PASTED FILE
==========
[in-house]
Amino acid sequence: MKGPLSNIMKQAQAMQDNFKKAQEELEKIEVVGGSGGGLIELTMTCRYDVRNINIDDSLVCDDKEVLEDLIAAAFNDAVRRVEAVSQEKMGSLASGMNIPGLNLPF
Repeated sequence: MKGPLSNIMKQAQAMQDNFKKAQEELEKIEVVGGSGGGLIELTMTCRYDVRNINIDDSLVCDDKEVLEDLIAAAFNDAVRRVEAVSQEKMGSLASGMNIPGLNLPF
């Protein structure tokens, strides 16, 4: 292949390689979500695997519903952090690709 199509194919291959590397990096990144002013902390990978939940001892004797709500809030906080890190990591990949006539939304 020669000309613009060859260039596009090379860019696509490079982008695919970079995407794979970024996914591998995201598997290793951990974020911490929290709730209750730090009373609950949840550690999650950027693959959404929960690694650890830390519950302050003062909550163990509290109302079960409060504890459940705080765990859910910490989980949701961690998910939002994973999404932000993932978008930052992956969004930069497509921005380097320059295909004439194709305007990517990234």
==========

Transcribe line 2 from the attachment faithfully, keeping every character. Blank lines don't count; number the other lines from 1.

Amino acid sequence: MKGPLSNIMKQAQAMQDNFKKAQEELEKIEVVGGSGGGLIELTMTCRYDVRNINIDDSLVCDDKEVLEDLIAAAFNDAVRRVEAVSQEKMGSLASGMNIPGLNLPF